Videogame Sector Analysis: Time to Get Into the Game?

| About: Electronic Arts (EA)
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By Brian Sozzi

At this time last year, I wrote a less than enthusiastic piece on the videogame sector. While I was excited about the prospects of new technology to move the industry further away from packages goods sales, I approached the stocks with a sense of caution. The basic premise for such tempered enthusiasm, despite my affinity for playing videogames (that love affair has waned as adulthood has set in) since receiving a Nintendo (OTCPK:NTDOY) Entertainment System for Christmas in 1987, was etched in:

  1. Inability to hold launch prices very long on current generation titles;
  2. High development costs for consoles with greater memory capacity; and
  3. Difficult Nintendo Wii hardware/software and music genre sales comparisons.

In the aggregate, I fancied these items would lead to a topsy turvy environment for quarterly earrings and by extension, stock performance. The prescient forecast by yours truly played out for the most part. Earnings warnings were in vogue from many third-party publishers in the first half of the year as NPD data softened, in turn sparking another round of cost-cutting measures ranging from headcount reductions or the pruning of titles in development. Shares of Electronics Arts (ERTS) (-9.7%), THQ (THQI) (+11.9%), and Take-Two (NASDAQ:TTWO) (+18.3%) all lagged the gains logged for the consumer discretionary sector (about 26%), which was a market leader in 2010.

Some Points of Interest From the Year That Was 2010:

  • Publicly traded publishers paid handsomely for upstarts and established companies in the social media gaming sphere.
  • Little movement in pricing for the three entrenched home-based consoles, despite being five years into the start of the cycle.
  • Greater fight for the lucrative used videogame pie that GameStop (NYSE:GME) still dominates (Target (NYSE:TGT), Wal-Mart (NYSE:WMT), Best Buy (NYSE:BBY) now in the mix).
  • Rise in the prominence of bundle packs to get hardware units in the hands of the masses.
  • Launch of the wireless Kinect (Microsoft (NASDAQ:MSFT)) and Move (Sony (NYSE:SNE)) technologies, which represent the typical peripheral add-ons when a console cycle is nearing a conclusion.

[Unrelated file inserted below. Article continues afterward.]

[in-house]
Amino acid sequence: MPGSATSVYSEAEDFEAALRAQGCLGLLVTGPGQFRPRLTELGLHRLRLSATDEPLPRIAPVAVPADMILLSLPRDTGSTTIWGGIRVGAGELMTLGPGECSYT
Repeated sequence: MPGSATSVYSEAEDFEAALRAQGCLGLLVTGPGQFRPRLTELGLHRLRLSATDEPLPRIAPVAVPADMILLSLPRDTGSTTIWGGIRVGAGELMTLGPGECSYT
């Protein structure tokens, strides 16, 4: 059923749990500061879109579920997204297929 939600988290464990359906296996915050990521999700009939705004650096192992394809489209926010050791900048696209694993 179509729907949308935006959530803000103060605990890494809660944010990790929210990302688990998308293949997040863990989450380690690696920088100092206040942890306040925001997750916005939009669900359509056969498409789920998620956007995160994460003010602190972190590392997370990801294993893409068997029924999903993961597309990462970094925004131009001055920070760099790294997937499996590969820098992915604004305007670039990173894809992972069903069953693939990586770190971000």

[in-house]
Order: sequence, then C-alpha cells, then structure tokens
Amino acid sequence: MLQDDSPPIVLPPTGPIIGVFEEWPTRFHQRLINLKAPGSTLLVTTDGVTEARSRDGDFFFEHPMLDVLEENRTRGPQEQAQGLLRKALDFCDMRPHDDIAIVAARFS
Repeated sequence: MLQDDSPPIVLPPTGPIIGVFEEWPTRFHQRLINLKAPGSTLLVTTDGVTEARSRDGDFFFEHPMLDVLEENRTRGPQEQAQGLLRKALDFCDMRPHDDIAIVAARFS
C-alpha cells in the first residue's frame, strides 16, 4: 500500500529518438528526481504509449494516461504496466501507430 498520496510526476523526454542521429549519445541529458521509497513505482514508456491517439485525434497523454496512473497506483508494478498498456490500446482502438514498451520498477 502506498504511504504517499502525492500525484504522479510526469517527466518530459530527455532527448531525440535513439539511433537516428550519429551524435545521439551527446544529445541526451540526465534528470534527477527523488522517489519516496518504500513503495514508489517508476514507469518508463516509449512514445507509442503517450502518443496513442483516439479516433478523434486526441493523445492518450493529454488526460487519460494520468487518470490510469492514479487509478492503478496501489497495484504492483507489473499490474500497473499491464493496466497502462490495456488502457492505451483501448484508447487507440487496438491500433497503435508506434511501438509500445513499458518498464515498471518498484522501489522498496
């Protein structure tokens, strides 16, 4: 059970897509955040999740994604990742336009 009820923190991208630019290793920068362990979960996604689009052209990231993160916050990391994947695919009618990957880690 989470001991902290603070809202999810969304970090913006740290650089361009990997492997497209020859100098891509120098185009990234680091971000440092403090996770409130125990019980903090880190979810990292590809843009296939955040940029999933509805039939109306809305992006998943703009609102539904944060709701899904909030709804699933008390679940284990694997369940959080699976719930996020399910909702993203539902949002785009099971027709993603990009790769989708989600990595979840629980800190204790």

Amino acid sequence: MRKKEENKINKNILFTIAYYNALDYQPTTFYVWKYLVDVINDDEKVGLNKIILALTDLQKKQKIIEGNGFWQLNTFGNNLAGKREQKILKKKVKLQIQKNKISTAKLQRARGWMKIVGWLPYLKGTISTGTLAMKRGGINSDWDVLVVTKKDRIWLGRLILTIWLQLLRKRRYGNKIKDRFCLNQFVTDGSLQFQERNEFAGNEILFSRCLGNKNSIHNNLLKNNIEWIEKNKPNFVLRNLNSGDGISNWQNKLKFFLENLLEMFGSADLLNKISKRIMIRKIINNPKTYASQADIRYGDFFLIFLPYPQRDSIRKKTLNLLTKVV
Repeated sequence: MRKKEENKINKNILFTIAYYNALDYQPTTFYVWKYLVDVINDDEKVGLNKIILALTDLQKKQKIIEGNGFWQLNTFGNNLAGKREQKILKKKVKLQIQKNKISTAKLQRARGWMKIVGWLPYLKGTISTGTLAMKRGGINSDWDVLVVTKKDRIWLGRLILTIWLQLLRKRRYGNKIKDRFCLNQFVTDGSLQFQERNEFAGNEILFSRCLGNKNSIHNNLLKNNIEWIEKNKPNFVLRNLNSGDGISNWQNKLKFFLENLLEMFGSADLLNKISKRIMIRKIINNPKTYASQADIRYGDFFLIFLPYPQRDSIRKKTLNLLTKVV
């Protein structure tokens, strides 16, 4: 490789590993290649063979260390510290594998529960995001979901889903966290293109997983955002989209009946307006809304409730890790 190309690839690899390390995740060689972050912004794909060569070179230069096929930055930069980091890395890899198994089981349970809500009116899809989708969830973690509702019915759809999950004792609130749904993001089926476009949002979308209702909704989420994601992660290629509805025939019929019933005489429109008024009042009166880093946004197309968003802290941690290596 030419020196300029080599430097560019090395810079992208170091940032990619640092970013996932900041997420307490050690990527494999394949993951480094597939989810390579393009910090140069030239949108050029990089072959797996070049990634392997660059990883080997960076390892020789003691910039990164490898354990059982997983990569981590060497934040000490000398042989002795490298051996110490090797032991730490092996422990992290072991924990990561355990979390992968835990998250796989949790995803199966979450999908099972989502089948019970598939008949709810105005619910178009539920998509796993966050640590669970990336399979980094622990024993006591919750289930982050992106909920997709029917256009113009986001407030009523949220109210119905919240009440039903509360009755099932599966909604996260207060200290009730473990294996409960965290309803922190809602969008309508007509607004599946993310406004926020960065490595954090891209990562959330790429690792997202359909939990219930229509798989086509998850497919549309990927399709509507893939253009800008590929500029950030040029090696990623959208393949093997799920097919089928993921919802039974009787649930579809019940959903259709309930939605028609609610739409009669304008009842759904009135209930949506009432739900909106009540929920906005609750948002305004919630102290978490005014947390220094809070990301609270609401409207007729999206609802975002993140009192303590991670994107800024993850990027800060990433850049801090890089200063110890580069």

• Inability of non top tier titles to hold launch pricing for an extended period.
  • Rise of the iPad (NASDAQ:AAPL) as a credible gaming platform.
  • Continued shift online by gamers whether it's for expansion packs, character upgrades, or the download of entire games.
  • Another year of no innovation on the Nintendo Wii.

With an installed base of consoles well on its way to touching 200 million, the Kinect and Move gaining acceptance (when combined may have notched 15 million in unit sales by 2011 end), iPad games experiencing an upswing, and online gaming in social media apps or console networks as drivers are there legitimate reasons to be long software stocks in 2011? Are we set up for another year of overhype and relative underperformance?

Although I am concerned on packaged goods pricing and production costs, and unsure when a new stream of consoles will arrive that will require steep development costs ahead of future revenues by publishers, I think there are reasons to be optimistic on the sector.

  • The likes of Electronic Arts, Activision Blizzard (NASDAQ:ATVI), THQ, and Take-Two are sitting on $3.7 billion in cash and zero to manageable debt positions. If a company cannot publish its way to growth internally, it will acquire growth that helps to support revenue and earnings.
  • I think core operating expenses are contained. Costs continue to rise to publish AAA titles on platforms with greater memory, but headcount and discretionary expenses are under wraps.
  • Easy sales comparisons are now in the fold.
  • Excitement is returning to the sector, with a wave of tablets hitting the market in 2011 that opens the door for game sales on iTunes and Android.
  • Publishers have shown success in upselling gamers. Pricing on console games may be under pressure, but expansion packs and other downloadable content has proven to be a nice offsetting mechanism.

I think the best way to take advantage of my broader sector call is with Electronic Arts, the only stock that did not appreciate in 2010 from the major publishers. The company's product slate is as targeted as I have seen in years, expenses are being well managed, the balance sheet is poised to fund further acquisitions in mobile/social media, and consensus is down on the name (hence raising the upside earnings probability). A leadership on Apple products and some interesting titles in 2011 (Bulletstorm, Shift 2 Unleashed, Dead Space 2, and Star Wars online) have the opportunity to reawaken the top line, complementing what Electronic Arts has done on the gross margin (shift to mobile/online) and operating expense lines.

Disclosure: No positions